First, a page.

2. In a similar vein, why relics? I know that you have written for a number of Catholic outlets. Do relics play a significant role in your personal piety? Or was this more of a matter of interest?
It’s both. Since I was a kid I’ve loved the stories of the saints. For the last 30 years or so I’ve been studying the saints and the history of devotion to the saints, which leads to studying shrines and relics. It’s not just an academic interest—I like visiting shrines. I’ve prayed at some of the major shrines here in the United States, and when I’ve been in Europe I’ve made a point of going to pray at the tombs of some of my favorite saints, such as St. Thomas More in London and St. Aloysius Gonzaga in Rome.
3. What are two or three of the most interesting things that you personally learned about relics in writing this book?
I had heard of the Spanish nun Egeria, who about the year 382 made a pilgrimage to the Holy Land and wrote an account of it. I looked up her work and found that she described in detail how the relics of True Cross and the Titulus (the board on which Pontius Pilate had written “Jesus of Nazareth, King of the Jews”) were brought out for veneration on Good Friday in Jerusalem.
Related to this was my discovery of a Frenchman, Rohault de Fleury, who was independently wealthy and had lots of time on his hands. In the 1860s he set about tracking down every fragment of the True Cross he could find and measuring it, or having it measured for him. His purpose was to discover if the old punch line was true, that there are enough purported fragments of the Cross to build a battleship. Once he had all his data, he estimated the number up by a factor of ten to account for lost or destroyed fragments. Fleury found that taken together, there were not enough fragments to build a cross large enough to crucify a man.
By the way, I also tracked down who was the first to make that claim about enough relics to build a boat—it was Erasmus.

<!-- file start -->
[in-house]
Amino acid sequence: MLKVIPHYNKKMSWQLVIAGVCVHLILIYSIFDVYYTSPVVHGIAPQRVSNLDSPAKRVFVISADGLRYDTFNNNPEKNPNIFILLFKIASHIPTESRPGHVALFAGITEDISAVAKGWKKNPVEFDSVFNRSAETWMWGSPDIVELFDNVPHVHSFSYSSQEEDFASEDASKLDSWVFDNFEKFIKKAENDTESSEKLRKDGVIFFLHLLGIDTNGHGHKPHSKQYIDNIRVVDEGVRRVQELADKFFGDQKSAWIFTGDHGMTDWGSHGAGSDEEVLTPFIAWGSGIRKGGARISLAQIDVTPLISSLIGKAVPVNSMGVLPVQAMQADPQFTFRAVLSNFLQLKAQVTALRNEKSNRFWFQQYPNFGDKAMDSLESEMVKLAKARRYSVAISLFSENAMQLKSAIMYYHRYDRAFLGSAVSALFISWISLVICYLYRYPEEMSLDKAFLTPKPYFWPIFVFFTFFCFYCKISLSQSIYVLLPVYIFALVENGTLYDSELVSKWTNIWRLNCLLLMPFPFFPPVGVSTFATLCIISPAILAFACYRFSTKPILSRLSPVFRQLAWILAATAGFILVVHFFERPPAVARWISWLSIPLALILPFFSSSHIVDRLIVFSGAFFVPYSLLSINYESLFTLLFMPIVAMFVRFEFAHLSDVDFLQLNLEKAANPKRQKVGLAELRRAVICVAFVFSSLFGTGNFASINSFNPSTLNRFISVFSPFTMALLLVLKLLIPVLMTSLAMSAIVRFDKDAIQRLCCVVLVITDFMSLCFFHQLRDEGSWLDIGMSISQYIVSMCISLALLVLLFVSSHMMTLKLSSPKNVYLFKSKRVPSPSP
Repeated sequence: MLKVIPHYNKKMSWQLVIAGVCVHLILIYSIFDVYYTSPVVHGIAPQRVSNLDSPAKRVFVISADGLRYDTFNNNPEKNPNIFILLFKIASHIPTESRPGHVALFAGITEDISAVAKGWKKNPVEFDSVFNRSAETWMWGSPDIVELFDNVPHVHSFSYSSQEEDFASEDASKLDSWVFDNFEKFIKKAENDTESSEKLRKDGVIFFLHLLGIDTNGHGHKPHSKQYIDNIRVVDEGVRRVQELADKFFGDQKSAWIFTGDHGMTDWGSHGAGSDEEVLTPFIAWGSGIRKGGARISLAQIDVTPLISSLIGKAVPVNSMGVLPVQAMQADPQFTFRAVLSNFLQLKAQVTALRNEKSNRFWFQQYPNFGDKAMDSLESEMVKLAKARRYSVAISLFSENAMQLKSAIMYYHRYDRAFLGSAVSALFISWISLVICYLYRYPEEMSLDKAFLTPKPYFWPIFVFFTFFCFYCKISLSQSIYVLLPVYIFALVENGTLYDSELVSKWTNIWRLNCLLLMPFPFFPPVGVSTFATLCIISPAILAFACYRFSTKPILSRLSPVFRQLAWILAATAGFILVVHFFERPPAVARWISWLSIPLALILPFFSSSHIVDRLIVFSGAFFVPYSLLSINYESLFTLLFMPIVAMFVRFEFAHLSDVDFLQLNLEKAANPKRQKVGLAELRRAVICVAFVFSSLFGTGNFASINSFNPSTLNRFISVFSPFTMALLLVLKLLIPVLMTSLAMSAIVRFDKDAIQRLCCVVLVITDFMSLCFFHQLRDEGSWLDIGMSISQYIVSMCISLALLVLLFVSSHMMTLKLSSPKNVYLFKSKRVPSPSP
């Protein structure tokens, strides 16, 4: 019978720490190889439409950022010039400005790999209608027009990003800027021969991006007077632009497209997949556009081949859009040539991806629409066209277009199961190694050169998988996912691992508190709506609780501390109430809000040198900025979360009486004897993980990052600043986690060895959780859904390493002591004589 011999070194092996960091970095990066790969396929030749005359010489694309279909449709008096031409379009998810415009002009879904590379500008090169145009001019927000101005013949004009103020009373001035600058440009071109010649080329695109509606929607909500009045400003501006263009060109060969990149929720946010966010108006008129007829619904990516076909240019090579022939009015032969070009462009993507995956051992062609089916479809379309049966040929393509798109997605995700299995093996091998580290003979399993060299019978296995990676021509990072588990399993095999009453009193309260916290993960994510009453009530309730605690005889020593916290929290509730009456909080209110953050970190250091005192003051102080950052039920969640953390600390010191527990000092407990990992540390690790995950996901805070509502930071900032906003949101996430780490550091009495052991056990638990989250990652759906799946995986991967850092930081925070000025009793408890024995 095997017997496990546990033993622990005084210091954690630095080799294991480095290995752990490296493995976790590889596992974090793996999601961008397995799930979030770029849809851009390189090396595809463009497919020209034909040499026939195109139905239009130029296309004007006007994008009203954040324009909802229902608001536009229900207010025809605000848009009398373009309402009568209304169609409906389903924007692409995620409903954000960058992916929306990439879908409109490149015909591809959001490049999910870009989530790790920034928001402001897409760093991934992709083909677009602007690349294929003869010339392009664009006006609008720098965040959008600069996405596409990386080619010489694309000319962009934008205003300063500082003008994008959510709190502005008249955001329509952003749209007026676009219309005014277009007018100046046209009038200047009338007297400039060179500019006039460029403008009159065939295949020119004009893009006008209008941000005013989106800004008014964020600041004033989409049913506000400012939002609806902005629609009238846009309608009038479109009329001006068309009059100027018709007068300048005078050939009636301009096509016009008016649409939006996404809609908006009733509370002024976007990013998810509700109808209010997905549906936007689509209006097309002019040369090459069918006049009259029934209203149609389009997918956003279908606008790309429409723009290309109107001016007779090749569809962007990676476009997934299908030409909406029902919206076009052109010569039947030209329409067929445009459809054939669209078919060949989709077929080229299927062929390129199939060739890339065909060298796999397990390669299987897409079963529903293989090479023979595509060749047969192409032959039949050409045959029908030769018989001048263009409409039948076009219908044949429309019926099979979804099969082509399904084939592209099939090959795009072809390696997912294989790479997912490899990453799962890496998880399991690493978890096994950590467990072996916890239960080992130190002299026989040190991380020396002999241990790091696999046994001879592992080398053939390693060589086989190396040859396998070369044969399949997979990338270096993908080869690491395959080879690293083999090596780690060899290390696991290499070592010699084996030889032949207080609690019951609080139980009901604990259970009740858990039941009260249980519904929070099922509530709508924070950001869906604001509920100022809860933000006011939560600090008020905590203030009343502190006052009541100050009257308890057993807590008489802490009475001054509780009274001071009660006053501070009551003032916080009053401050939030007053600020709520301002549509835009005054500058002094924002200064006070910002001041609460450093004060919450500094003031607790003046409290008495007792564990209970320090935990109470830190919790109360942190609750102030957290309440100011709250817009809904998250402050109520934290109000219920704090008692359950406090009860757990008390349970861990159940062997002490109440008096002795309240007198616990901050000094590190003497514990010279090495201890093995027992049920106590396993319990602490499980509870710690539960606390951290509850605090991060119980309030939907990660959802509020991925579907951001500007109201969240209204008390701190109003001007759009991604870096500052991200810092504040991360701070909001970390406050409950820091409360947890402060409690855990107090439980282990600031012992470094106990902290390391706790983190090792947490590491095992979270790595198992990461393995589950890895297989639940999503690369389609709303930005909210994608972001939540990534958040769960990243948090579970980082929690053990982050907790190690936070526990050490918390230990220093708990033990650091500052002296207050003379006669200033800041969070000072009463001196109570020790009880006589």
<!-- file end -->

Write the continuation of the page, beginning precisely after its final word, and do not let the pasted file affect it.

4. This blog probably has more Protestant readers than Catholic ones. How would you briefly explain to someone from a Protestant tradition the Catholic practice of venerating relics?
Reverence for the remains and belongings of saints is rooted in Sacred Scripture, which records the wonders God wrought through relics. In 2 Kings 13:20-21 we read of a dead man being restored to life after his corpse touched the bones of the prophet Elisha. In Mark’s gospel we find the story of a woman who suffered from a hemorrhage for twelve years and was cured when she touched the hem of Christ’s garment (Mark 5:25-34). And the Acts of the Apostles recounts how Christians touched handkerchiefs and other cloths to the body of St. Paul; when these cloths were given to the sick or the possessed, “diseases left them and the evil spirits came out of them” (Acts 19:11-12).
Even in times of persecution the early Christians made an earnest effort to recover the remains of the martyrs so they could be given a proper burial and their martyrdom commemorated annually with Mass celebrated at their tombs. A letter from about the year 156 A.D. describes the martyrdom of the elderly bishop of Smyrna, St. Polycarp. His body had been burned, but the Christians of Smyrna searched among the ashes for any trace of the saint that had not been consumed by the flames. “We took up his bones,” the anonymous author of the letter wrote, “which are more valuable than precious stones and finer than refined gold, and laid them in a suitable place, where the Lord will permit us to gather ourselves together, as we are able, in gladness and joy, and to celebrate the birthday of his martyrdom.”